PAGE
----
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January 13, 2021

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Ancient Persian carpets bring Silk Road to life

In the eyes of many, ancient Persia is a “remote mark” in ancient history. Carpets, however, have been woven since then and enshrined in classical Greek documents for enduring and impressive success.

The exhibition “Flying over Beauty of Persian Carpet” features nearly 40 Persian carpets and is currently on display at Shanghai Art Collection Museum.

Around 130 BC, Emperor Wu of the Han Dynasty (206 BC-AD 220) dispatched his envoy Zhang Qian to the Western regions and opened up a trading channel starting in Chang’an, the capital during the Western Han period (206 BC-AD 25). It finally reached Rome via Liangzhou, Jiuquan, Guazhou and Dunhuang in China, then through Afghanistan, Iran and Syria, covering a total distance of 6,440 kilometers. 

This trade route came to be known as the Silk Road, derived from the primary trade in silk. Silk Road played a significant role in the development and connection of ancient civilizations in Eurasia.

Silk-weaving technology that originated in China spread to Persia through the Silk Road.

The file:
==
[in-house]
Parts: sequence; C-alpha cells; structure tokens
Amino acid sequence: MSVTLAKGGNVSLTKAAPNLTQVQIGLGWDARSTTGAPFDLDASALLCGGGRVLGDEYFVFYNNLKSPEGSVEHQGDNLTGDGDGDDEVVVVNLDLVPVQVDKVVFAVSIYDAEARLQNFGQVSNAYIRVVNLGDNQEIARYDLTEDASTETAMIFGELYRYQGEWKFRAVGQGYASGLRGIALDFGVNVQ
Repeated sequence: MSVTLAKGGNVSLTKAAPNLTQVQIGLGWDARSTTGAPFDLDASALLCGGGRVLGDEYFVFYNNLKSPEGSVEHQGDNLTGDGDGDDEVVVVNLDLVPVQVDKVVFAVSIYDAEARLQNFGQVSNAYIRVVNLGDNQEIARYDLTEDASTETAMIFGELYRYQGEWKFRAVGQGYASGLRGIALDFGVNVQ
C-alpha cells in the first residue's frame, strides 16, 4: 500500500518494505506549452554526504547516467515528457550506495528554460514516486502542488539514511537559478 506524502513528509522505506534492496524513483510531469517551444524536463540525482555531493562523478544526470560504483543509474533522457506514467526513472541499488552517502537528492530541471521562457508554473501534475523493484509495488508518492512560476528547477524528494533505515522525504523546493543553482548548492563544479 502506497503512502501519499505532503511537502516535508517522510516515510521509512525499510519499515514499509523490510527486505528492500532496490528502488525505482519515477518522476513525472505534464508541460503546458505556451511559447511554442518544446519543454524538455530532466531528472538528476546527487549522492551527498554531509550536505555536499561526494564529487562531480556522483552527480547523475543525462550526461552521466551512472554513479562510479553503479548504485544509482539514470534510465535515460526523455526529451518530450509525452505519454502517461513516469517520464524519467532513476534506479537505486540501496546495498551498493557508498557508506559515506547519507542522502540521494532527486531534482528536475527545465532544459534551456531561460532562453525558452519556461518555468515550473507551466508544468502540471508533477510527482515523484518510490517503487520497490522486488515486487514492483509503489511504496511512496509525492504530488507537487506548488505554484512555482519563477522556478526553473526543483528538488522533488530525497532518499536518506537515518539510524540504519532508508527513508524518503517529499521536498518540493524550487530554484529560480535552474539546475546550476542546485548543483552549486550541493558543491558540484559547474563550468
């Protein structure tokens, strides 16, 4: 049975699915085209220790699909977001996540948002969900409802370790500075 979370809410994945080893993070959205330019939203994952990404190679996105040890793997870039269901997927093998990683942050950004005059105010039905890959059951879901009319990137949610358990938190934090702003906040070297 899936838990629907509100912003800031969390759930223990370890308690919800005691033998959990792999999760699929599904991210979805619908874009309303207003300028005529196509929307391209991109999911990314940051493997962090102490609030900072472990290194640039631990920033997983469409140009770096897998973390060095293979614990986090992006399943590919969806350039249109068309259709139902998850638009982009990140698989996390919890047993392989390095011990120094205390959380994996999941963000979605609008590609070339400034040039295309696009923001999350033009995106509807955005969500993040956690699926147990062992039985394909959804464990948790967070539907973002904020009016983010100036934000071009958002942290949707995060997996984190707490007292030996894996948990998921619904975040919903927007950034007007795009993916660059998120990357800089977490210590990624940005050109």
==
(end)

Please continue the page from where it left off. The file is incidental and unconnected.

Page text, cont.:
Persian carpets are known worldwide for their striking handcrafted artwork, made of top-quality pure silk. These carpets aren’t only ancient artworks that fuse classical Eastern and Western civilizations, they also contain esthetic designs and artistic value.

The exhibition is divided into two sections: “Yesterday Once More” and “Today’s Refulgence.”

The first section features Persian carpets with designs, techniques and materials similar to those found in the Metropolitan Museum of Art in New York, the Louvre in Paris and the Winter Palace in St Petersburg.

In the second section, modern designers and artists apply new technologies to weaving, drawing and color matching, extending the connection between the carpets and interior decorations while developing and maintaining Persian design and traditions.

Exhibition info

Dates: Through February 7 (closed on Mondays), 9am-5pm

Venue: Shanghai Art Collection Museum

Address: 1731 Yan’an Road W. (inside Tianshan Park)


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